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Zircon Lounge was a Singaporean band formed in the early 1980s that achieved popularity with the release of their influential debut album, Regal Vigor (1983). The pioneering new wave band broke up in 1988.

Despite their short lifespan, Zircon Lounge is credited with sparking off the Singapore alternative music scene.[1]

History[]

Zircon Lounge formed from the ashes of Damien Sin's Transformer, a garage rock band that disc jockey and music critic Chris Ho was a part of from 1979. Transformer disbanded in 1982 and Zircon Lounge was formed shortly after with Ho on lead vocals, Tan Tiang Yeow on lead guitars, Ernie Woo Huay Pin on bass, and Ronnie Chung Shih Loong on drums. The band was named after a lyric in the song "The Have-Nots" by American band X.[2][3]

Initially, the band performed covers of Patti Smith and Lou Reed songs, before progressing to original songs. Influenced by American new wave music, Iggy Pop, Jean Genet and Alan Vega, Zircon Lounge was inspired to shake up the Singaporean music scene, which in the 1980s mostly consisted of cover bands. As Ho told Philip Cheah of the Singapore Monitor in 1983: "[W]e are a band which believes in principles, and rock 'n' roll has got to do with what's new. It's got to do with change. So we've got to move and chart new directions. Everyone wants to play safe. No one wants to do anything about music because the feeling is – 'Ah, it's too difficult'. That's what making Regal Vigour means to us – not playing safe."[4]

Regal Vigor, the band's debut album, was released by Warner Music Singapore (WEA) in late 1983. Consisting of three covers—Romeo Void's "Myself to Myself" and two of the Velvet Underground's "Sweet Jane"—and seven original songs, Regal Vigor was co-produced by Dick Lee, and featured guest spots from Anita Sarawak, Jacintha Abisheganaden and Broery Marantika. Two songs, "Savior" and the Thai-influenced "Chanachai", were released as singles.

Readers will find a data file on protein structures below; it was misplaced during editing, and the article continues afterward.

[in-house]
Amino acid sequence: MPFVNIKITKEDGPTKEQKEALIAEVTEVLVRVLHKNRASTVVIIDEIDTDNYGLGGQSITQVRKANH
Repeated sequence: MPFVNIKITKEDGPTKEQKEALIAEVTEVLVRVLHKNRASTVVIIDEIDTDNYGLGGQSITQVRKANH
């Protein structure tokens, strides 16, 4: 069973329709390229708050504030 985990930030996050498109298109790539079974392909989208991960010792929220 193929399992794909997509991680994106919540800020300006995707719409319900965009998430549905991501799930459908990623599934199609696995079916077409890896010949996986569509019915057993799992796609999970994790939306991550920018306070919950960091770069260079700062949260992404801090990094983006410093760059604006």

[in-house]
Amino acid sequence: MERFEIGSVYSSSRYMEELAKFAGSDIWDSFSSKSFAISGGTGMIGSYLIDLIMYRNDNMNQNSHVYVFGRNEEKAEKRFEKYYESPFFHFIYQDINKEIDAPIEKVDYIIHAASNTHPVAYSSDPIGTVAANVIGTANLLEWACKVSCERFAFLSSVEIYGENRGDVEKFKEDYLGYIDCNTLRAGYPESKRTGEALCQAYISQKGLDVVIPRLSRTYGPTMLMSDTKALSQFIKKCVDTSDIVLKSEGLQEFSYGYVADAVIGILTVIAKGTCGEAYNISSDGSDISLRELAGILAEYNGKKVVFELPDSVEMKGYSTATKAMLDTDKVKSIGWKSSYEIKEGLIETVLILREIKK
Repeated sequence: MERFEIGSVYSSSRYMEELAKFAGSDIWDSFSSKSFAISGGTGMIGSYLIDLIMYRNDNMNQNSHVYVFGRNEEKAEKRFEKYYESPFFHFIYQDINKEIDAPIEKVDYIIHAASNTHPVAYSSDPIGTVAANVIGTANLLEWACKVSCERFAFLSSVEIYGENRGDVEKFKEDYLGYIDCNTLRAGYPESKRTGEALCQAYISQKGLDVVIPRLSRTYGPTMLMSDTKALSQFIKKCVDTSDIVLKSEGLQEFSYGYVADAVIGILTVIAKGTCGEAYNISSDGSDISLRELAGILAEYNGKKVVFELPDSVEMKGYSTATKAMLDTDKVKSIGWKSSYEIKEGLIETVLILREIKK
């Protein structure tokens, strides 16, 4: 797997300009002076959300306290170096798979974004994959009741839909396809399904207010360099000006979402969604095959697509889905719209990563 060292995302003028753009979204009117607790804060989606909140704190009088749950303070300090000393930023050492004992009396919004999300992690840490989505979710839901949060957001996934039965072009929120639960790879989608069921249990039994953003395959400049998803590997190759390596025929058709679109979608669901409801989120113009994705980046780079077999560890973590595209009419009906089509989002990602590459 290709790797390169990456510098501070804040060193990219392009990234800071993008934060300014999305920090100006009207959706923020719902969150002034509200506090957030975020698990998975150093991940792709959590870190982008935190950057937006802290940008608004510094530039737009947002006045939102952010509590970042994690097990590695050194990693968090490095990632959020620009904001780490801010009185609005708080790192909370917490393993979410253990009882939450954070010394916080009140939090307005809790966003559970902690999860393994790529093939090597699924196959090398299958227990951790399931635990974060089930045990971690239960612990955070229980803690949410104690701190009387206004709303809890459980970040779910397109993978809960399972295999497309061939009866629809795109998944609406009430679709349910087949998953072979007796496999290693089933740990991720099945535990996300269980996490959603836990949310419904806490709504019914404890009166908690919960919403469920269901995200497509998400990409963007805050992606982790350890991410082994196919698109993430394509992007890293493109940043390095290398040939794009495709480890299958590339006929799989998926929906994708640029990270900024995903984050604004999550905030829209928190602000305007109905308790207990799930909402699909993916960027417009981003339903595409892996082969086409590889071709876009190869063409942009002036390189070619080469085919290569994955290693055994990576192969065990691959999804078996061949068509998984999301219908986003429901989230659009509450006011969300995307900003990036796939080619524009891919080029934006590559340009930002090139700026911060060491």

Upon its release, Regal Vigor was heralded by The Straits Times' Richard Lim as "the boldest venture ever in the history of local recording",[5] and Zircon Lounge as "the only local band who's got a firm grasp of what rock 'n' roll is all about".[6] Zircon Lounge was also billed as "Singapore's Most Exciting Group",[7] and their live shows were compared to the Velvet Underground's and called "the first time [in Singapore] that a band has gone out of its way to challenge the audience".[8]

To promote the album, Zircon Lounge played a one-week stint at The Rainbow on Cuscaden Road, alongside American funk band New Joy and Australian group Cut Glass.[9] Their live repertoire included covers of Joy Division's "Transmission" and Lou Reed's "Street Hassle".

In May 1984, Zircon Lounge was dropped by their label as Regal Vigor had only sold about 1,000 copies. In comparison, a Tracy Huang album sold an average of 50,000 copies.[10]

Despite not having a recording contract, Zircon Lounge played another one-week stint at The Rainbow in August 1984.[11] In the same month, it was reported that the band had written 20 new songs using David Bowie's cut-up technique, and that lead guitarist Tan would soon return to England for his final year of studies.[12]

In June 1985, Zircon Lounge contributed two tracks, "Guide These Hands" and "Lonely When Away From My Love", to the WEA Records album Class Acts. The album was a hit, selling more than 20,000 copies in Singapore.[13]